I missed two interesting Frank McCourt stories over the weekend, both via Bill Shaikin of the L.A. Times, and neither of which makes McCourt look very good.
First, there is the report that one of the reasons Commissioner Selig has not approved the Fox contract McCourt is so hot for is that Jamie McCourt has not signed off on it. The idea is that, while Jamie doesn’t have operational control of the team, she does have an ownership interest and she thinks that the Fox deal would devalue that. This suggests that the idea that she simply wants cashed out of the Dodgers as fast as possible — or that McCourt could even do that if he wanted to — is not a safe assumption. It’s also further evidence that the Fox deal is not as good as Frank says it is, because you have to think that Jamie has advisors looking at it too.
Second, Shaikin had a sit-down interview with McCourt, and McCourt did not exactly make a good impression when asked about how his personal issues and financial irresponsibility have impacted the team:
Q: Could you explain to Dodgers fans why you believe you are the best person to own this team?
A: First of all, I want to apologize to the fans. I want to tell them how deeply sorry I am for what has occurred over the last 18 months. I’m sorry that my personal mess has entered their lives and affected their experience being a fan of the Dodgers.
I’m sorry that some of them think that lifestyle decisions I made affected my commitment to putting a winner on the field and winning a championship for L.A.
Q: Are you saying that is simply the fans’ perception, or did those decisions affect the team?
A: I’m saying it’s clearly the perception of some.
Q: So you would not agree with that perception?
A: What matters is that is the perception. I’m sorry that is their perception. I’m sorry that they don’t think I’m committed to them. I’m sorry that my situation has been a source of embarrassment for the community, an embarrassment for the team and an embarrassment for the fans.
See: you just don’t understand, Dodgers fans, and Frank McCourt is deeply sorry that you don’t understand.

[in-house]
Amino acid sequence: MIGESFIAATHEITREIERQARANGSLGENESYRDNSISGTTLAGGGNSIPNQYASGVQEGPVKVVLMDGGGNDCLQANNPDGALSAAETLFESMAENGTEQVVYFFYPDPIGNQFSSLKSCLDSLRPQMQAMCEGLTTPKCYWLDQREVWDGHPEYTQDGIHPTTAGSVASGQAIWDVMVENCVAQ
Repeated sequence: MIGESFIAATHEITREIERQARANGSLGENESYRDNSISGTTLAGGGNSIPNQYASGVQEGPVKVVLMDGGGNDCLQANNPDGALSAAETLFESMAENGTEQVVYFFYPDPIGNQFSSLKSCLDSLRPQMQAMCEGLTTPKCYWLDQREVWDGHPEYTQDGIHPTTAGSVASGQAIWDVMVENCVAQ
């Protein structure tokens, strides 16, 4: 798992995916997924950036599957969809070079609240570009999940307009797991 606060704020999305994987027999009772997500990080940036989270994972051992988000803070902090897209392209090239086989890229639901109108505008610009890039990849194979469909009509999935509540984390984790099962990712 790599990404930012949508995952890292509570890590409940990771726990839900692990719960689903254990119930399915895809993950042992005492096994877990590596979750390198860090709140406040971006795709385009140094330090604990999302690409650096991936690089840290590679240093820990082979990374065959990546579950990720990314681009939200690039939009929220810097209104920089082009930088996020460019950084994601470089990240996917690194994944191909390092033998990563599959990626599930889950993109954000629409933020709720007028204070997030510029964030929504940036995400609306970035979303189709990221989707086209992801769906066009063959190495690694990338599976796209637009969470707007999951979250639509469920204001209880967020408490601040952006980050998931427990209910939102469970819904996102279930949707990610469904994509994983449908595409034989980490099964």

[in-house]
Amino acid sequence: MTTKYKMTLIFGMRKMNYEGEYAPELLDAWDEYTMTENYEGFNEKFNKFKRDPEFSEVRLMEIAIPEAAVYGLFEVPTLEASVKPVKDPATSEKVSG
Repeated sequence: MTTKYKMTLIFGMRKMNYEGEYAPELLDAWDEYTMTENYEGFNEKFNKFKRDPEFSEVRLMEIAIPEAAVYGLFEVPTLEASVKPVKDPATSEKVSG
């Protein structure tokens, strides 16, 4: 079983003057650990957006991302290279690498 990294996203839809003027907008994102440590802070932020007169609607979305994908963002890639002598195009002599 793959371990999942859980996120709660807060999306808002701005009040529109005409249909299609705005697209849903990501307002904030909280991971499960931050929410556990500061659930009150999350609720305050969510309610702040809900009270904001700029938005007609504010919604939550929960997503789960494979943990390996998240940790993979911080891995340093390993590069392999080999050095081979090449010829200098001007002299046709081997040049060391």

The Rays were busy over the weekend, trading starter Jake Odorizzi to the Twins, designating All-Star outfielder Corey Dickerson for assignment, and then picking up C.J. Cron in a deal with the Angels. The Rays saved about $4 million — Odorizzi’s $6.3 million less Cron’s $2.3 million salary — and picked up a prospect. They’re still on the hook for Dickerson’s $5.95 million salary until they can find a trade partner, which seems likely.
Those are some head-scratching moves if you’re a Rays fan or a member of the Rays. Dickerson hit .282/.325/.490 with 27 home runs, 62 RBI, and 84 runs scored in 629 plate appearances last season, part of which resulted in his first trip to the All-Star Game. Designating him for assignment is strictly a financial move, assuming he can be traded. The Rays are currently operating with a payroll below $70 million. This comes just a week and a half after Rays ownership proposed the public footing most of the bill for the club’s new stadium. And the Rays had traded third baseman Evan Longoria — then the face of the franchise — to the Giants earlier this offseason.
Longoria expressed sympathy for Rays fans for having to put up with this. Via Andrew Baggarly, Longoria said of the curious Dickerson move, “I just kind of feel sorry for the Rays fan base. … I’m not going to take too many shots but it’s pretty obvious that guy is a valuable player and didn’t deserve to be DFAd. Corey was our best player last year.”
Longoria isn’t quite on the money there. By WAR, Dickerson ranked fifth among position players on the team, according to Baseball Reference. FanGraphs is also in agreement. Still, it’s indisputable that Dickerson, who turns 29 years old this May, more than pulled his weight. The Rays do not have a surfeit of starting outfielders, so it wasn’t like they were making room for other capable players. Mallex Smith, who put up a .684 OPS in 282 PA last year, is slated to start in left field at the moment. Designating Dickerson for assignment, as well as trading Longoria and Odorizzi, were simply cost-cutting decisions.
The Rays’ M.O. has been part of the problem leading to the current stagnant free agent market (sans Eric Hosmer‘s eight-year deal on Saturday). Teams like the Rays, Phillies, Reds, and Tigers have been explicitly putting out non-competitive teams in order to facilitate a rebuilding process. Longoria is right to express sympathy for Rays fans, who see their favorite team worsening a roster that went 80-82 last year. The Rays haven’t finished at .500 or above since 2013 and doesn’t figure to halt the streak this year.